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Research into teachers and leadership for the Royal Society's project 'Vision for science and mathematics education 5-19'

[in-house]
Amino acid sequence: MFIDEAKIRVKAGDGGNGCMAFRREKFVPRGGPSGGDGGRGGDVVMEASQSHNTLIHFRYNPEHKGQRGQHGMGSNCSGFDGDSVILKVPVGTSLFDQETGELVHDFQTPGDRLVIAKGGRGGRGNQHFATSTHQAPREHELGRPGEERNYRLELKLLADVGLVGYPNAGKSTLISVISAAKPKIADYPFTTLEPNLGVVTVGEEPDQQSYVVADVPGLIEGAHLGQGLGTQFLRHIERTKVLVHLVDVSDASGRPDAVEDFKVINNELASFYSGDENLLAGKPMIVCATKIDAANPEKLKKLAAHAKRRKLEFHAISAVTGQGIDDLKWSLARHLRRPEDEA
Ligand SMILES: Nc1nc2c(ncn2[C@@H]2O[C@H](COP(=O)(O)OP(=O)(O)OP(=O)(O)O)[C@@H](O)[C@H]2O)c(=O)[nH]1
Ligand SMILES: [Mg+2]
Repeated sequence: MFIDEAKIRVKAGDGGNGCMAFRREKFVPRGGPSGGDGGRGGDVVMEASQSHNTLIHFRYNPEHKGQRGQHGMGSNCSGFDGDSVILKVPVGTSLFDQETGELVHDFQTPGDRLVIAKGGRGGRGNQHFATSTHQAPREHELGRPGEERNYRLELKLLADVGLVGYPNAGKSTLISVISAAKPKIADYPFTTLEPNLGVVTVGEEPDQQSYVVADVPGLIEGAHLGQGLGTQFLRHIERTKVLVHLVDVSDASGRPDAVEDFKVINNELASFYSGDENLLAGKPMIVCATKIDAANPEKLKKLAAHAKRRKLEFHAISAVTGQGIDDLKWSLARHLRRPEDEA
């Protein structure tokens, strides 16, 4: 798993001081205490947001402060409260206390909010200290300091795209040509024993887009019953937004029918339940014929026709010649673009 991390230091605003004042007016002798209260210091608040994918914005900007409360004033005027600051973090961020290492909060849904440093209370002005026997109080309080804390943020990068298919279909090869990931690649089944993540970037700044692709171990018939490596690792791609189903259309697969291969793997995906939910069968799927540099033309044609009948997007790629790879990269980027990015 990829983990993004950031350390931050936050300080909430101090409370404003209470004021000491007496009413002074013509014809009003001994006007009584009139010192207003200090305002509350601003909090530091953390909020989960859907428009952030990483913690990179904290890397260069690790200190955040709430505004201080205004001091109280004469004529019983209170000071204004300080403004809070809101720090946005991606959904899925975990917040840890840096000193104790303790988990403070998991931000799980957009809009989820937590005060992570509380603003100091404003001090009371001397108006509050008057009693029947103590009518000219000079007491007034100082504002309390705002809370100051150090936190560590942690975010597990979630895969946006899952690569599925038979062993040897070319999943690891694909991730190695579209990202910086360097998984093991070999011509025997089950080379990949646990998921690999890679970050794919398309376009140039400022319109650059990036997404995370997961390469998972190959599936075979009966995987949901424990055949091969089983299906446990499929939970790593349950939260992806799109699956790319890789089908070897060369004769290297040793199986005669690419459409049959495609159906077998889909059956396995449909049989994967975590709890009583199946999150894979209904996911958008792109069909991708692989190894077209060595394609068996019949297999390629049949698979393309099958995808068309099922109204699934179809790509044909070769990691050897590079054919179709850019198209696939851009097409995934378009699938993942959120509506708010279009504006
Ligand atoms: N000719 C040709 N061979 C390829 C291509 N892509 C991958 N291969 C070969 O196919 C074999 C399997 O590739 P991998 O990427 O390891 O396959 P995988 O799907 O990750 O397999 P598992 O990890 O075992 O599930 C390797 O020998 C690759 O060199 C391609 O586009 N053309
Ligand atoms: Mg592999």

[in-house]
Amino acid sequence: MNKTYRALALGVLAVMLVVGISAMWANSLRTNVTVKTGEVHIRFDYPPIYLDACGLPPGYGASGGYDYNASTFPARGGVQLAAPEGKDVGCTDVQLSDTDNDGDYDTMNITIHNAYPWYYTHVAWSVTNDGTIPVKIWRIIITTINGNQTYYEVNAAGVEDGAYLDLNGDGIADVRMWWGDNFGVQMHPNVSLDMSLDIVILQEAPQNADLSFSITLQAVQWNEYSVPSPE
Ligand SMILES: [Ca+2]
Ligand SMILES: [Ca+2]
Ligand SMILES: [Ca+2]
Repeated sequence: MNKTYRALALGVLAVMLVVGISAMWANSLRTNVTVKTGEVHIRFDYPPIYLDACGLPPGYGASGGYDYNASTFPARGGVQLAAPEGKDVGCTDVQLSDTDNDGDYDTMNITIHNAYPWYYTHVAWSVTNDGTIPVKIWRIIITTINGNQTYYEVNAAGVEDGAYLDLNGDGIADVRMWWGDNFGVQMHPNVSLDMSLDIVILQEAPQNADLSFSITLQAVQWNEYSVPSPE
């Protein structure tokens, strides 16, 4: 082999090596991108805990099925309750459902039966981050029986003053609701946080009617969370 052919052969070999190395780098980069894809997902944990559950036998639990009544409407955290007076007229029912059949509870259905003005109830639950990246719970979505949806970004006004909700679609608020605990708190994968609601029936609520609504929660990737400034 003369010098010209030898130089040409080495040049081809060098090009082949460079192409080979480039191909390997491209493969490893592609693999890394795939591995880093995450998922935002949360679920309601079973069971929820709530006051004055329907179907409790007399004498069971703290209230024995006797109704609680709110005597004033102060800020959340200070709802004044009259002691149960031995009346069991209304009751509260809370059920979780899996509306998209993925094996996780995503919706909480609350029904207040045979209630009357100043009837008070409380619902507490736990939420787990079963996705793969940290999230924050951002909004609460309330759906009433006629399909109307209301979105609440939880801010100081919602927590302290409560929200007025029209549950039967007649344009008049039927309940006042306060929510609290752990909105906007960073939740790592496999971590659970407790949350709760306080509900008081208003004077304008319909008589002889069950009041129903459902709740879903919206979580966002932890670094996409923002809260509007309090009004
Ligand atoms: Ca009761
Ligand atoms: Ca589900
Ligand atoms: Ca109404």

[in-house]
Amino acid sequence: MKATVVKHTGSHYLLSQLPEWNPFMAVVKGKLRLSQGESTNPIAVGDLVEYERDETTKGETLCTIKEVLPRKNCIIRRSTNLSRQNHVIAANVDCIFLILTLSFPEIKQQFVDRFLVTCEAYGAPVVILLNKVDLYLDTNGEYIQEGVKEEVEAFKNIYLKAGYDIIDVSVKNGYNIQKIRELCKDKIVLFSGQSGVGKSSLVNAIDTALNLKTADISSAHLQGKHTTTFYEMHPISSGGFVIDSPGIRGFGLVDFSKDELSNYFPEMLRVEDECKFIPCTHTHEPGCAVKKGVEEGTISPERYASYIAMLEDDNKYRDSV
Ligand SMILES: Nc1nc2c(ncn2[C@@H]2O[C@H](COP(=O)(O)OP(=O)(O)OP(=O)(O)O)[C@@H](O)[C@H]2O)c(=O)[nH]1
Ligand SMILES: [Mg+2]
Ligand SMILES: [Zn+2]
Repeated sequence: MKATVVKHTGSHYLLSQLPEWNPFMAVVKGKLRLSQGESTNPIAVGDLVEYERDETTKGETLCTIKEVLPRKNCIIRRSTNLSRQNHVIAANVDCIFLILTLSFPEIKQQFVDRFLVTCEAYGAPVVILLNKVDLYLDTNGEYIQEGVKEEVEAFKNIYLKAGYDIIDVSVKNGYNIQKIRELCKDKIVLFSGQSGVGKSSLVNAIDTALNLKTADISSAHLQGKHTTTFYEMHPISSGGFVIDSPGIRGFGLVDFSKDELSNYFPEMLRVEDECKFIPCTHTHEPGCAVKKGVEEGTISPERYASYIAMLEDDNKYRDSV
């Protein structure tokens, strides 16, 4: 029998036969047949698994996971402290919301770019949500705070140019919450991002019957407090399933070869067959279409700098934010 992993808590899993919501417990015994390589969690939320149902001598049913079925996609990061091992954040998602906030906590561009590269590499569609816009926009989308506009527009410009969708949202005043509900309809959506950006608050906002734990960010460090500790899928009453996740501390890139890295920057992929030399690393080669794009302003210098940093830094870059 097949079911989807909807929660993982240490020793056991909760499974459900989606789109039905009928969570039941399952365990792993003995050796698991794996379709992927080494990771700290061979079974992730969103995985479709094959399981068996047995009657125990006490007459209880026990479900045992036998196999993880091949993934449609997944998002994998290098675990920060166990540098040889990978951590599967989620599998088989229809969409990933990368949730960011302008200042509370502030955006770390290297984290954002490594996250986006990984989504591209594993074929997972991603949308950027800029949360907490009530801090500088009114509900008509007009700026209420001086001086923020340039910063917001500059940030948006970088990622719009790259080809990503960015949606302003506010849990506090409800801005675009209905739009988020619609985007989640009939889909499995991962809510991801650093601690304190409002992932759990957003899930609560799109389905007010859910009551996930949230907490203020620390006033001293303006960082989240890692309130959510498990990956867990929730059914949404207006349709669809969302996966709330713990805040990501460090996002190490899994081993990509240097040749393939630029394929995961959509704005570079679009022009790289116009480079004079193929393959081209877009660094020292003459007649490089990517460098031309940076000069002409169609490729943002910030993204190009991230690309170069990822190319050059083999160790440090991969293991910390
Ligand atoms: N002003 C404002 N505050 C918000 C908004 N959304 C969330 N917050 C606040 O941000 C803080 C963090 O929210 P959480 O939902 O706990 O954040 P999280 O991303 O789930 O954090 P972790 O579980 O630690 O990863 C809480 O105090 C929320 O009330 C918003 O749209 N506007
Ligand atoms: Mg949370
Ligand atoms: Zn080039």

£80,800, Royal Society Recent studies have raised serious concerns about the ability of the education system in the UK to meet the challenge of increasing the numbers of school-leavers with the science and mathematics qualifications required by industry, business and the research community to assure future economic competitiveness and our ability to answer new questions. The Royal Society’s Vision project aims to determine what needs to be done to make science and mathematics education in the UK as inspiring and effective as possible. In order to contribute to this goal, this research examined the contribution to outcomes of teacher training and professional development, school/college leadership and ethos. It was designed to answer five key questions: 1. What factors are associated with better and poorer school or college performance in science and mathematics education? 2. What contribution to outcome is made by the initial teacher education (ITE) and continuing professional development (CPD) received by teaching staff? 3. What role does school or college leadership play in the development of innovative and best practice? 4. What are the characteristics of effective leaders in science and mathematics education? 5. How far do any of these vary according to nation, phase and student characteristics? Research Methods The research consisted of two principal stages. The mapping stage focused on synthesising the main conclusions of other researchers regarding these questions by comprehensively reviewing existing literature and research data. The inquiry stage was designed to dig down into conclusions identified during the mapping stage in order to better understand the factors that drive variation in performance. A layered approach was adopted, in which a mixture of site visits and telephone interviews was used to build up a systematic set of illustrative case studies involving schools and colleges across the four home nations. Both concentrated in particular on the activity of subject leaders, since the mapping stage indicated that they had a crucial influence on outcome. We were especially concerned to identify factors which were associated with performance that was out of step with the trend for demographically similar schools or colleges. The case studies were supplemented by a large-scale online survey of teachers, designed to collect data on their perceptions of the training and leadership factors that affect school or college performance in mathematics and science. Key findings There was striking unanimity across the literature review, the case studies and the online survey that schools and colleges which are successful in science and mathematics provision are collaborative and inclusive.
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